Honor just launched the Watch ES alongside the rugged Watch GS Pro and it’s on sale in Europe for €99.90, however at the time of writing it can be bought for a discounted €79.90 as part of Honor’s back to school promos.
The Honor Watch ES comes in Meteorite Black, Coral Pink and Icelandic White (both band and casing), offers up to 10 days of battery life, Huawei’s TruSeen 4.0 heart rate and blood oxygen monitoring, a 1.64-inch AMOLED display, full 5ATM waterproofing and extensive support for workout tracking.
Honor have bundled the Watch ES in a simple box with a proprietary charging cable – no alternative bands nor a charger have been provided.
Build quality and fit
I put on the Honor Watch ES and forgot it was there 5 minutes later. At just 21g it’s incredibly light and barely any more noticeable than a fitness band.
However, its display is much larger than any fitness band’s and, thanks to its slight curvature, lovely to touch and use. The 1.64-inch AMOLED screen gets plenty bright if manually set to its maximum setting, but I left it at Auto and found it adequate.
Honor Watch ES
The Honor Watch ES’ rectangle shape is among the best for a smart wearable. It simultaneously accommodates a bigger screen, while being a better fit for a wrist than a square or circular shape. This is especially noticeable during workout sessions.
The Honor Watch ES is very narrow at just 30mm. This is a sweet spot for a fitness band as you get both a big display (especially compared to something like an Honor Band 5) and a light body.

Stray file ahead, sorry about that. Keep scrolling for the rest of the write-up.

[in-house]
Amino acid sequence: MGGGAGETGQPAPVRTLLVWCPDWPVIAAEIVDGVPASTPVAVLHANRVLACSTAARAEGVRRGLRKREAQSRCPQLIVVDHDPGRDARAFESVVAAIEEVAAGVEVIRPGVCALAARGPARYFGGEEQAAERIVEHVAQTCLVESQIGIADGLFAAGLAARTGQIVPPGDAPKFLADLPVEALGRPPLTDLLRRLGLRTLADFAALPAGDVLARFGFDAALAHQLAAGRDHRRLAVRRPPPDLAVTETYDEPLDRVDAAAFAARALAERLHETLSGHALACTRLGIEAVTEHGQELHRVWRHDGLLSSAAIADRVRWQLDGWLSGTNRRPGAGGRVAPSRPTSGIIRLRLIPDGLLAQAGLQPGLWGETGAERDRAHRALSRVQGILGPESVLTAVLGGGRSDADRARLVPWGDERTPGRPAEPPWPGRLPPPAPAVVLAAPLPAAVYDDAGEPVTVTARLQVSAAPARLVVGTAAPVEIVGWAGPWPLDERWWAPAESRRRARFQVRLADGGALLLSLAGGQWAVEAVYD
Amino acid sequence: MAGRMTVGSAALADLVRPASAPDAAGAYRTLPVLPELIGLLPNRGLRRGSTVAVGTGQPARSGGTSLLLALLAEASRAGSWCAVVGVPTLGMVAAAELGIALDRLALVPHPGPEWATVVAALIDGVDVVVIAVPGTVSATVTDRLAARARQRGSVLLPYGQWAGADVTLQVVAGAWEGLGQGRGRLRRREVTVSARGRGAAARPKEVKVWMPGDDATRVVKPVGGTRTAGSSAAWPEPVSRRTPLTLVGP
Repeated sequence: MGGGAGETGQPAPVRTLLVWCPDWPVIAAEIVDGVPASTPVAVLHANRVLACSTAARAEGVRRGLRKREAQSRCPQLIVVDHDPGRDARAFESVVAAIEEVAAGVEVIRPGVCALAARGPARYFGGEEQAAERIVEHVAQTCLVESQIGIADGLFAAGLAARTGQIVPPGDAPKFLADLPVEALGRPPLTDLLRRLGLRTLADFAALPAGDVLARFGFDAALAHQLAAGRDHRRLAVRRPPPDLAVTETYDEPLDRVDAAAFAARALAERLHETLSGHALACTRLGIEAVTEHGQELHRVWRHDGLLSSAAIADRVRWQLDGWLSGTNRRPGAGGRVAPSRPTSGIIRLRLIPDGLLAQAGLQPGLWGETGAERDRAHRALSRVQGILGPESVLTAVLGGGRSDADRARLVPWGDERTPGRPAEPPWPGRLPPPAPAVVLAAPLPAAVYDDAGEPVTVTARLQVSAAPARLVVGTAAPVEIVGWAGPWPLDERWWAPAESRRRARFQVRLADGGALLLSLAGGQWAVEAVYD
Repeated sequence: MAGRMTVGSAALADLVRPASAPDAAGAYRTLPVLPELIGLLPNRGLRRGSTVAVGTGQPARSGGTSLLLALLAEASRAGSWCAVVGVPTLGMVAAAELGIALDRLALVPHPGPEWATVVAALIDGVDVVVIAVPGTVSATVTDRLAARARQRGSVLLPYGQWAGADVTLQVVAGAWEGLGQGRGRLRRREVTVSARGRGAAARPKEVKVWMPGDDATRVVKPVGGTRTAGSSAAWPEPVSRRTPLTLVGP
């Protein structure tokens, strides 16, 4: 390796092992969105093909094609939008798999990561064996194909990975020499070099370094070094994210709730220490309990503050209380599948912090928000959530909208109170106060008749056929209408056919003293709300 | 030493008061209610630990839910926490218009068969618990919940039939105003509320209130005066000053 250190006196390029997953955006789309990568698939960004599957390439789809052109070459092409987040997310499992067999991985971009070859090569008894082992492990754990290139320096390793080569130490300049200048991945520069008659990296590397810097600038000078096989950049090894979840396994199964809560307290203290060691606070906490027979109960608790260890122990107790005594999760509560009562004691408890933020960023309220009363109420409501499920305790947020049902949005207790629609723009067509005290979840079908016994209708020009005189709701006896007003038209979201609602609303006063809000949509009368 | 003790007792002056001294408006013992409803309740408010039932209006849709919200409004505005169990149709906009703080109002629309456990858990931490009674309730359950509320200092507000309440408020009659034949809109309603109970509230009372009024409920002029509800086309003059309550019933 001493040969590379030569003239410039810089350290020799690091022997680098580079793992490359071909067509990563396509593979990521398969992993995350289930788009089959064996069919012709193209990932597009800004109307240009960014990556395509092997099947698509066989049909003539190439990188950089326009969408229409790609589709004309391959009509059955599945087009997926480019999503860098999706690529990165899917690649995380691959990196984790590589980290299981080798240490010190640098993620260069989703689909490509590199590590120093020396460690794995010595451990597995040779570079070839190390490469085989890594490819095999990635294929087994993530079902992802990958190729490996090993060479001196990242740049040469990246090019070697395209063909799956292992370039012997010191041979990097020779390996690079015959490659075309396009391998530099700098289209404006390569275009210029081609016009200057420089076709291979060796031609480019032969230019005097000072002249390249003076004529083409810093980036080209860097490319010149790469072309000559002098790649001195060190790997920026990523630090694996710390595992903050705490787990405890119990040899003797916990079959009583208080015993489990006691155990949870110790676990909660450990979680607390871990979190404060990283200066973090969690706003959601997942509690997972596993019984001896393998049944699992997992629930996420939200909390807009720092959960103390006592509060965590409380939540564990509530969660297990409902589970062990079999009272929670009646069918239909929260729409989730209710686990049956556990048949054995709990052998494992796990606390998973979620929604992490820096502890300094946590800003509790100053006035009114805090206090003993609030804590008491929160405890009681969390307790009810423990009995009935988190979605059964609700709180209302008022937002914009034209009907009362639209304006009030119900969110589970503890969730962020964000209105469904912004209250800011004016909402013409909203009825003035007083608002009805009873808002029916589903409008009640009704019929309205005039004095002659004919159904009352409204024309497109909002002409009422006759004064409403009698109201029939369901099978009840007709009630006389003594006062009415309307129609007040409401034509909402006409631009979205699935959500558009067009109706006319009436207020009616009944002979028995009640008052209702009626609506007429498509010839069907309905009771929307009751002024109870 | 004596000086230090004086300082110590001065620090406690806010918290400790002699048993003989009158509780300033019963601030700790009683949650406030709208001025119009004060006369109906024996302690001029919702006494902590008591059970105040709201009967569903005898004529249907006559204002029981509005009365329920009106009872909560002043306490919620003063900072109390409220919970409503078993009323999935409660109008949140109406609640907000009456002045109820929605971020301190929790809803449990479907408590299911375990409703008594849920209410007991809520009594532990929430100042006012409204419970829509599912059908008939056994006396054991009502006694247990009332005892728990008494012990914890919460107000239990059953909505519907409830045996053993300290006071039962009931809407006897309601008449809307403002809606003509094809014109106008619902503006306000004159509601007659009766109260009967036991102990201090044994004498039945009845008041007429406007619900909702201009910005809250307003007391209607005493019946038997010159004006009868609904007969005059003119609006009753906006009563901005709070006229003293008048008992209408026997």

I gave the Honor Watch ES to a couple of women to try and it turned out a bit big for their wrists. Of course the fit depends on your wrist, so take that for what it’s worth.
The rubber band is simple and soft and doesn’t lead to discomfort after hours of use. The buckle is secure and tight.
Honor Watch ES on the hand
In the time I’ve used the Honor Watch ES it’s held well. It gets out of the way until you need it, which is especially great while working out. It’s much better for training or sleep tracking than a bigger and heavier smartwatch.
Here’s where the Honor Watch ES excels. It supports 95 workouts modes (rowing, running – both indoor and outdoor, strength, cycling, swimming, yoga, pilates, etc.), automatic workout detection (six workouts) and stores all of your workouts to analyze later.
You even get a built-in Virtual Coach with step by step animated workout instructions. There are 12 fitness courses, ranging in difficulty and length. For instance, an 11 minute advanced chest workout features 13 animated moves that you follow as per the instructions on your wrist.
Or you can just do a simple breathing exercise instead, it takes 30 seconds and it’s a good way to rest from a daunting task.
During your workout the Honor Watch ES is constantly monitoring your heart rate and shows a useful graph that tells you whether you’re warming up, burning fat and even if you should take a rest to let your heart slow down a bit.